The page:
Anthropology is an inherently interdisciplinary field. We draw from evolutionary theory, feminist theory, critical race theory, we compare within and between primates, we even manage to work with the occasional rodent or suid species. There are anthropologists who make models, anthropologists who theorize, anthropologists in the field and the lab, anthropologists who study those long dead, recently dead, living and even those not yet alive. You can find us in anthropology departments, sure, but you can also find us in biology, sociology, psychology, community health and education departments; in businesses, hospitals, museums, zoos, and non-profits, and countless other places I’m forgetting.
So it’s interesting to me that within anthropology we have four fields: biological, cultural, and linguistic anthropology, and archaeology. Then within those four fields we have further subfields: within bio we have human biology, primatology, paleoecology, morphology, genetics to name a few, and even within those are sub-sub-fields. Some of the subfields collaborate, and some never read each other. Part of the reason I was so excited to collaborate with Katie Hinde and Julienne Rutherford on Building Babies was that I would get more of a chance to read the non-human primate literature, something we human biologists are sometimes known to ignore more than is good for us.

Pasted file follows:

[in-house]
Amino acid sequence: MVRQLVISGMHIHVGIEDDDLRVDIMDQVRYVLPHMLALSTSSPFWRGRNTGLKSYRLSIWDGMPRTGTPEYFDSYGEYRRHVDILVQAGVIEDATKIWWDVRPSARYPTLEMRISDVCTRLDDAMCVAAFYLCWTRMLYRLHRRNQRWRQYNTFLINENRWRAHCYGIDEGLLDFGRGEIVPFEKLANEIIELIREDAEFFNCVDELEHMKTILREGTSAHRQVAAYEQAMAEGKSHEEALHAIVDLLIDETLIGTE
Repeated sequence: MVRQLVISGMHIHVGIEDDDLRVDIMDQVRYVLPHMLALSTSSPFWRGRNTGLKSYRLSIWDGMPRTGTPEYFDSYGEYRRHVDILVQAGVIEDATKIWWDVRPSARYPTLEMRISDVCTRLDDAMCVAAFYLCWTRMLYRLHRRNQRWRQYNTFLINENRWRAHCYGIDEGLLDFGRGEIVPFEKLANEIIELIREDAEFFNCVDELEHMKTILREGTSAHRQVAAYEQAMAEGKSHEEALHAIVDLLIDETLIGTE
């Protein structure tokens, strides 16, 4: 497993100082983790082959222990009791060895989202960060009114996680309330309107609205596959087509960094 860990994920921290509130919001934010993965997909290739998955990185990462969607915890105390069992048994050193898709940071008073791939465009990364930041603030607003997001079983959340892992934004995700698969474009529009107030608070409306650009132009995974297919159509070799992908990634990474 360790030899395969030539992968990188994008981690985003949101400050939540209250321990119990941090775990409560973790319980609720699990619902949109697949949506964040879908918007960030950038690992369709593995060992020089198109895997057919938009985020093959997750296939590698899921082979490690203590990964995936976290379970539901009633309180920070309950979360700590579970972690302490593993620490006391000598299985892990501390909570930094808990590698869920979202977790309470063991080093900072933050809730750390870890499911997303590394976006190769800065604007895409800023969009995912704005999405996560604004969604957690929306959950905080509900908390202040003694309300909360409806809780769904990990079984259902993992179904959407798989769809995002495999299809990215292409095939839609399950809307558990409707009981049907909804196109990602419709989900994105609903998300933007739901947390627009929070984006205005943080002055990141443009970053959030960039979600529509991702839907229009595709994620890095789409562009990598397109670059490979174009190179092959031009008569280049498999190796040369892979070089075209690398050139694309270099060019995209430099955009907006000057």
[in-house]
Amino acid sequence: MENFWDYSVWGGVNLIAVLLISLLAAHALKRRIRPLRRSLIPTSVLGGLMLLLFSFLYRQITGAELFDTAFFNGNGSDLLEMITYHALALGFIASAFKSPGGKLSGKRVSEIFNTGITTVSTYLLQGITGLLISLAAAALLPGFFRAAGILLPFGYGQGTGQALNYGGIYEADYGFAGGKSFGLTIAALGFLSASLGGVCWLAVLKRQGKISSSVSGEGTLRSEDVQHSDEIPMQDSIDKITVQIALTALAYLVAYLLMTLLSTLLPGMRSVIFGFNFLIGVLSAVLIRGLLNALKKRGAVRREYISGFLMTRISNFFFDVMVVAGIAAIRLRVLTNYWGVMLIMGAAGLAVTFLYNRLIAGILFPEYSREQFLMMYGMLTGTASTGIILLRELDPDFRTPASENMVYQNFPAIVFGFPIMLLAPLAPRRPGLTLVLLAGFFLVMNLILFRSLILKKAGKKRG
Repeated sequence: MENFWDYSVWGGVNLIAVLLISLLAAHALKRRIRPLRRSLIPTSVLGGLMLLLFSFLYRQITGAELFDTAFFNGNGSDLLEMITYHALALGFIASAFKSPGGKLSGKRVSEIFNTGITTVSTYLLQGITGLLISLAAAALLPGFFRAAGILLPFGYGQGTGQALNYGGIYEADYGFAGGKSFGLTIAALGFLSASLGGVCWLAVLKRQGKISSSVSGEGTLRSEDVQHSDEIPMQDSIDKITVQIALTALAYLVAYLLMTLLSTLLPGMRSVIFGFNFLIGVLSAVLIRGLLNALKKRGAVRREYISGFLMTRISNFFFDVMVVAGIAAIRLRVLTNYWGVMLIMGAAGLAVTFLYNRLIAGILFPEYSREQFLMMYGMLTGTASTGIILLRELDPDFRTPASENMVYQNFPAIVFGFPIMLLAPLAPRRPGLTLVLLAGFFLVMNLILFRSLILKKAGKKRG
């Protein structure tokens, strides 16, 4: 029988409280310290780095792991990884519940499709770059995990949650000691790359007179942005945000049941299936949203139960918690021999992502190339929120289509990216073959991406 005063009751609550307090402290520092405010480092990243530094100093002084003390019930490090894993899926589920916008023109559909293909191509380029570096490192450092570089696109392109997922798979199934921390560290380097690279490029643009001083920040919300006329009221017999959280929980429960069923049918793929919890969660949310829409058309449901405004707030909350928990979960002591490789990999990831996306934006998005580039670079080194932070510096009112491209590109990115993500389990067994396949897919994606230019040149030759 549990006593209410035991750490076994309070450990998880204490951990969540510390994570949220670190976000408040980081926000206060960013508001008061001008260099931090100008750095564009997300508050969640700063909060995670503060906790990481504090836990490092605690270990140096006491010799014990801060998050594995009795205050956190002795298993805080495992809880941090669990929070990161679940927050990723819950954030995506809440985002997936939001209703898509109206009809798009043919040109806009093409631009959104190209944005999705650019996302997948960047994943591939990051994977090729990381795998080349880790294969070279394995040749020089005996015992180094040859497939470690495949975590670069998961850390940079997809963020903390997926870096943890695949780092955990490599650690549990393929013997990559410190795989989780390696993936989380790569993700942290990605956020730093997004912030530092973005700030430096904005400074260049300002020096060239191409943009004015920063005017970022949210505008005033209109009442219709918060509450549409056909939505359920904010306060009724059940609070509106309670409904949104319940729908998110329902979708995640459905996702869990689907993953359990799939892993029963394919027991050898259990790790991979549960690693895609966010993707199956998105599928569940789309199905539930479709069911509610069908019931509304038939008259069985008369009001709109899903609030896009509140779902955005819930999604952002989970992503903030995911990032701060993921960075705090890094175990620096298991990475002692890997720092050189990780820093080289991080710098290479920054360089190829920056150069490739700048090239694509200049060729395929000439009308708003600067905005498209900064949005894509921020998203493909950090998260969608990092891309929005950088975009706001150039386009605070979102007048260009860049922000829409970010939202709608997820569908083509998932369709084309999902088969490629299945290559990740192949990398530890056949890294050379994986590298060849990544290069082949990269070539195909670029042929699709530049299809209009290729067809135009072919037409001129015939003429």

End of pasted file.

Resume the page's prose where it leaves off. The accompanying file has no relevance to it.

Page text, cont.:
Then there’s biocultural anthropology. Biocultural anthropology is not actually that new, and there are some truly excellent practitioners. But more recently there has been a spate of work in anthropology claiming to take a “biocultural approach” that does not appear to be derived from these folks. I had the chance recently to chat with some colleagues about recent work on the biocultural approach, and found I was not the only one stymied, perhaps even frustrated, by this work.
Some work that claims to be biocultural doesn’t really appear to be biological, nor is it cultural, because it is atheoretical and happens to use biological and cultural methods. Some of it leans in some sort of theoretical direction, but then the methods are inscrutable.
How is it that a field that is so good at being interdisciplinary cannot do a good job interdisciplinary-ing itself?
What Does It Mean to Be Interdisciplinary?
A few of these venting sessions with colleagues just happened to be followed by a talk by Dr. Liam Heneghan, co-director of the DePaul Institute for Nature and Culture, environmental science professor, and philosophy PhD student (also, a blogger!). Heneghan’s talk was sponsored by the University of Illinois Institute for Genomic Biology, where some of us are trying to be all interdisciplinary ourselves. The talk was titled: “Interdisciplinarity: is it necessary, possible, or useful – a discussion.” In addition to several interesting books that I am going to have to dig through this summer, Heneghan offered a very hopeful picture for interdisciplinarity. Here are a few of my takeaways, as applied to the problem of the biocultural approach.